Former Apple employee and MetaMask co-founder Dan Finlay has recently said that he supports the crypto sector moving away from Apple’s App Store because of the company’s 30% tax on in-app purchases, which he calls “an abuse of monopoly.”
Finlay responded to the news that Apple had previously stopped the Coinbase iOS Wallet app unless it disabled NFT transfer features by writing, “I’ll absolutely stand in solidarity here.” Notably, Coinbase Wallet announced on Thursday that it would no longer support trading or transferring NFTs through its iOS app, citing the “Apple tax” as the reason. The company argued that even if it wanted to comply with the “Apple tax,” it could not do so because Apple is not integrated with blockchains like Ethereum.
Metamask CEO believes “30% tax is an abuse of monopoly”
It is important to note that crypto-based companies are running into trouble with Apple’s tax policies, which prevents them from adding new features to their mobile apps and keeping them available to consumers on iOS.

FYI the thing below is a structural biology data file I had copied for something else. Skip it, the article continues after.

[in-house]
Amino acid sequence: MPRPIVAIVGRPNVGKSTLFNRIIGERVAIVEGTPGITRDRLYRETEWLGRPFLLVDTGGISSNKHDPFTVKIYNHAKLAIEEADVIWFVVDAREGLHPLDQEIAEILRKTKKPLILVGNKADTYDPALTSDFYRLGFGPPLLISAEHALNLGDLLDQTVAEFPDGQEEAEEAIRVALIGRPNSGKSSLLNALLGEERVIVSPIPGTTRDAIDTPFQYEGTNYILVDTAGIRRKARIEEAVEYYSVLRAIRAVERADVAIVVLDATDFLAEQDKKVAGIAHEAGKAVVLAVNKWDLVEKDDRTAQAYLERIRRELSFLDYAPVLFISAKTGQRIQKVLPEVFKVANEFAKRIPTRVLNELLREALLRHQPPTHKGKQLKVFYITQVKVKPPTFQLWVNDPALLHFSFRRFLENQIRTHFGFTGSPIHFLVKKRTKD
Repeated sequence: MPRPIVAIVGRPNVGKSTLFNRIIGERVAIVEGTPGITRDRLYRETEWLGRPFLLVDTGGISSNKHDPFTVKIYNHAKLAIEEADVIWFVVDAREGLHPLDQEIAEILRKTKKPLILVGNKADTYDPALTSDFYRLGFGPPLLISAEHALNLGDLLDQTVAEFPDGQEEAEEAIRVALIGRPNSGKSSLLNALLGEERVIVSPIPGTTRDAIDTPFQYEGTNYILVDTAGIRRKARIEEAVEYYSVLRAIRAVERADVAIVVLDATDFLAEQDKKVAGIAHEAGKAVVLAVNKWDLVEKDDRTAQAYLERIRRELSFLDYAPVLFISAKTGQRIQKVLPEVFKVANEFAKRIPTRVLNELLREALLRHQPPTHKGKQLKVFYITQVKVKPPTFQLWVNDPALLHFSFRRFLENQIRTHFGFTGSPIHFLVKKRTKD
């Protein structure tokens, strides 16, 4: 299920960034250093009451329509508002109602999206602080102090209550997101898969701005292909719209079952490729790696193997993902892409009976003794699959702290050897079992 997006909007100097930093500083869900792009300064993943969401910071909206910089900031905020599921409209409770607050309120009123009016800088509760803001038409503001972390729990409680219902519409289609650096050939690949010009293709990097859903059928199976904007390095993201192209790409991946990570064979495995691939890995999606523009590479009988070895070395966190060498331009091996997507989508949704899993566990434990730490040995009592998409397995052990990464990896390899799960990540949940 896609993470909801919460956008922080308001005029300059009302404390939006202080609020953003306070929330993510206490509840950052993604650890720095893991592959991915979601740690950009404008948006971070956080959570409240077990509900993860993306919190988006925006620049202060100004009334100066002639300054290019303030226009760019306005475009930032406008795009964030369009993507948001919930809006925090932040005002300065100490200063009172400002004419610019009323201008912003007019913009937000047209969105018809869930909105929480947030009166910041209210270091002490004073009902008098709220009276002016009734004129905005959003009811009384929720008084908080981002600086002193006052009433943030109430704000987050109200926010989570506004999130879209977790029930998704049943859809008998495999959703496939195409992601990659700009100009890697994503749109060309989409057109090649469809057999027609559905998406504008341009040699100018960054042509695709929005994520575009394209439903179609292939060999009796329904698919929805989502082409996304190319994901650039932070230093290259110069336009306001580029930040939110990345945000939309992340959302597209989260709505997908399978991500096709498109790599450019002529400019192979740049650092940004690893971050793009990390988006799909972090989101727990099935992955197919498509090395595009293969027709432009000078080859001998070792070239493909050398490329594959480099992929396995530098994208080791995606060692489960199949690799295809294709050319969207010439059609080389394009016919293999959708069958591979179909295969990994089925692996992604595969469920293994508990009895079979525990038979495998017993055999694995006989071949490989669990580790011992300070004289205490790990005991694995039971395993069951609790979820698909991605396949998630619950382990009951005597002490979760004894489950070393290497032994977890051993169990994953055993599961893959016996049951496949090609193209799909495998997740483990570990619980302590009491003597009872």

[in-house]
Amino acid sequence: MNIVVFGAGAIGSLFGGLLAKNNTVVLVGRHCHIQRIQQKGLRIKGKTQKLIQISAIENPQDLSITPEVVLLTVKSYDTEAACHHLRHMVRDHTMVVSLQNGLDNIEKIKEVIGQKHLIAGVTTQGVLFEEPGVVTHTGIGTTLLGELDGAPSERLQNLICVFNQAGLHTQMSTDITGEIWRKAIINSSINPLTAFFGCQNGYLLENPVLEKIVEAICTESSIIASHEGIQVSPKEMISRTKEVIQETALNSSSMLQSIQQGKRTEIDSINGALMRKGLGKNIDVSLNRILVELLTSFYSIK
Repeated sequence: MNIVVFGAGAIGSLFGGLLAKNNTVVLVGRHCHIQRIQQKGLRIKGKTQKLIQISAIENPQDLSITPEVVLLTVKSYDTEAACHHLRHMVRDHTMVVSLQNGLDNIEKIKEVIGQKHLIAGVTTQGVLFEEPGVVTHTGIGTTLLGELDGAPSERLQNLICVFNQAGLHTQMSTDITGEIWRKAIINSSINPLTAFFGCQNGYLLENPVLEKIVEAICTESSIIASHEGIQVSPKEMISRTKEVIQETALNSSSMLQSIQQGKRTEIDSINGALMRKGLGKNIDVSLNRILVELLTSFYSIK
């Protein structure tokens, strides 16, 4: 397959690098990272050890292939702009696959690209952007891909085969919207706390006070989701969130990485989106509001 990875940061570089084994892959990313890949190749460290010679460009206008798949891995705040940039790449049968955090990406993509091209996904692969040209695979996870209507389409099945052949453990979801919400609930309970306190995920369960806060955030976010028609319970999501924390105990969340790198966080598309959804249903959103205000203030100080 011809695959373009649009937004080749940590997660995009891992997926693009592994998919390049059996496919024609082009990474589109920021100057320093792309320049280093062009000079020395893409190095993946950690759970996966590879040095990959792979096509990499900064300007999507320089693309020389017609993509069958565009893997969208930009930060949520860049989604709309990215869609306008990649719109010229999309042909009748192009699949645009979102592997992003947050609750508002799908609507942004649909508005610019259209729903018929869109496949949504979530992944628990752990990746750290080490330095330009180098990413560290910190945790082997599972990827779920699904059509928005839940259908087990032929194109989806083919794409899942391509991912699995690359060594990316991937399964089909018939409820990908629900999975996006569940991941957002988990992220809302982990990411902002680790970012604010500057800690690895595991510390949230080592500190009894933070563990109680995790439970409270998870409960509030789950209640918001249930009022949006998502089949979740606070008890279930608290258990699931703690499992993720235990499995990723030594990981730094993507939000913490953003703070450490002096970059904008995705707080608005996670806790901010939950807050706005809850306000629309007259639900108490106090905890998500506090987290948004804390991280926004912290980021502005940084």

“I assume [MetaMask] and every other wallet is next,” Finlay tweeted: “I’m ready to dump the Apple ecosystem. The 30% tax is an abuse of monopoly.”
Finlay further explained his tweets about how he feels about Apple’s new restrictions. He went on to say that the company believes “as a community we should come together to find a workable solution, so that the end users can continue to have the freedom to transact and the technology can flourish.”
According to Section 3.1.1 of the App Store Guidelines:
“Apps may not use their own mechanisms to unlock content or functionality, such as license keys, augmented reality markers, QR codes, cryptocurrencies and cryptocurrency wallets, etc.”
Apps can “use in-app purchase to sell and sell services related to non-fungible tokens (NFTs), such as minting, listing, and transferring,” according to Apple’s guidelines, but they must pay a 30% tax on all such sales.
Meanwhile in recent news, cryptocurrency wallet MetaMask’s co-founder has made it clear that IP addresses are not being used but are briefly saved.